Cholestasis (intra and extra) is a condition marked by the reduction or complete blockage of bile flow.
Cholestasis (intra and extra) can develop into an infection. Chronic bile duct obstruction always leads to cirrhosis (scarring of the liver). It may also cause osteoporosis (fragile bones), or osteomalacia (soft bones).
Extrahepatic cholestasis occurs when there is a blockage outside of the liver. It is linked to bile duct tumors, cysts, narrowing of the bile ducts, stones in the common bile duct, pancreatitis, pancreatic tumor, bile duct pressure, or primary sclerosing cholangitis.
Intrahepatic cholestasis occurs when there is a blockage inside the liver. It is linked to alcoholic liver disease, amyloidosis, bacterial liver abscess, IV feeding, lymphoma, pregnancy, primary biliary cirrhosis, primary sclerosing cholangitis, sarcoidosis, sepsis, tuberculosis, and viral hepatitis.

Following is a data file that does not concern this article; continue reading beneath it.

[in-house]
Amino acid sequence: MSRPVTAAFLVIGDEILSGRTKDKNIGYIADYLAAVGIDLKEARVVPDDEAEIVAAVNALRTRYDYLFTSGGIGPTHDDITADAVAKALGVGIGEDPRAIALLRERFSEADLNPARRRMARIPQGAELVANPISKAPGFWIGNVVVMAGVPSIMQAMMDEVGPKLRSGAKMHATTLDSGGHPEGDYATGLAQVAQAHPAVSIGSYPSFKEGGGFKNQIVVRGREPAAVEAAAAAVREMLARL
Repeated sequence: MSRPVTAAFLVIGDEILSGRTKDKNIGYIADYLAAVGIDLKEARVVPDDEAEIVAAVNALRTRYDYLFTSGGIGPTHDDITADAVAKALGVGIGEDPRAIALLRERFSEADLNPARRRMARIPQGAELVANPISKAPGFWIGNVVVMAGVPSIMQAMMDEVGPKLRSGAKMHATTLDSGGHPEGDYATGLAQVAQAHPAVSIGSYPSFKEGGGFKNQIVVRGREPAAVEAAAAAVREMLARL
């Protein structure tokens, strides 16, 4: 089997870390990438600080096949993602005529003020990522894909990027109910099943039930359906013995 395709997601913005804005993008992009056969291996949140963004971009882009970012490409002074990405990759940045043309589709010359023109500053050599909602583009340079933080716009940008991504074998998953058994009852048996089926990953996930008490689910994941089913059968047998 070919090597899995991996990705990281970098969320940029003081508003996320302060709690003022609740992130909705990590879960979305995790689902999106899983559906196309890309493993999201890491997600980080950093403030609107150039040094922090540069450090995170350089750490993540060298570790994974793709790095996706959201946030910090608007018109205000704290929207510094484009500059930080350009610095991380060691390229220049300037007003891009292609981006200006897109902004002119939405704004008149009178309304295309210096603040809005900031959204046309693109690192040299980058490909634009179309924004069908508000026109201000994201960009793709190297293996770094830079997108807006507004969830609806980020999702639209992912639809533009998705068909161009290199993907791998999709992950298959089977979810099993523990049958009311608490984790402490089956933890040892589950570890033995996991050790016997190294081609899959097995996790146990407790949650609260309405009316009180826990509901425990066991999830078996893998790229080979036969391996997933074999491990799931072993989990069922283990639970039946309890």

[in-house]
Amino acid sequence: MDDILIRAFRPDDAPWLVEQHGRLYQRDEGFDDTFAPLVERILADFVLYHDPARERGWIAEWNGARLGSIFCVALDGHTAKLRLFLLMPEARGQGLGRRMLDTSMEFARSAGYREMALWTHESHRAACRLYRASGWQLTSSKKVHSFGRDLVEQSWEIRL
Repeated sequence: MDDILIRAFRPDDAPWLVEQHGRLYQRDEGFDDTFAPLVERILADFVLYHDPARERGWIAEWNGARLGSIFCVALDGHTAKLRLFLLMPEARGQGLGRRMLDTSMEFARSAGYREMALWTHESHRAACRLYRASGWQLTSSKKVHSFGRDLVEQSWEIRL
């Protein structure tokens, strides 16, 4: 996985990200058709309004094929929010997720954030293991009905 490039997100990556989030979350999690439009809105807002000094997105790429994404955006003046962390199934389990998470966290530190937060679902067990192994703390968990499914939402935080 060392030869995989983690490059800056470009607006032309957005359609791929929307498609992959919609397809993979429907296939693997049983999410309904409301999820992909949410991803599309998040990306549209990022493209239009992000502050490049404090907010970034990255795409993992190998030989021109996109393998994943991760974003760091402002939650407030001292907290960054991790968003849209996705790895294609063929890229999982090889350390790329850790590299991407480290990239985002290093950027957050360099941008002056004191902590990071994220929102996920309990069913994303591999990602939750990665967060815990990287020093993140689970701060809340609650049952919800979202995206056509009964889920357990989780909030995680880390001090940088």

The use of certain medications can also contribute to the development of cholestasis (intra and extra), including antibiotics, anabolic steroids, birth control pills, chlorpromazine, cimetidine, imipramine, prochlorperazine, terbinafine, and tolbutamide.
Blood tests will be given to check for elevated bilirubin and alkaline phosphates. Other diagnostic tools include endoscopic retrograde cholangiopancreatography (ERCP), ultrasound,CT scan, and MRI.
The focus of treatment is on the underlying cause of cholestasis.
Vaccinate for hepatitis A and B; avoid drugs and sharing needles.
Seek immediate medical assistance if you have any of the symptoms of cholestasis.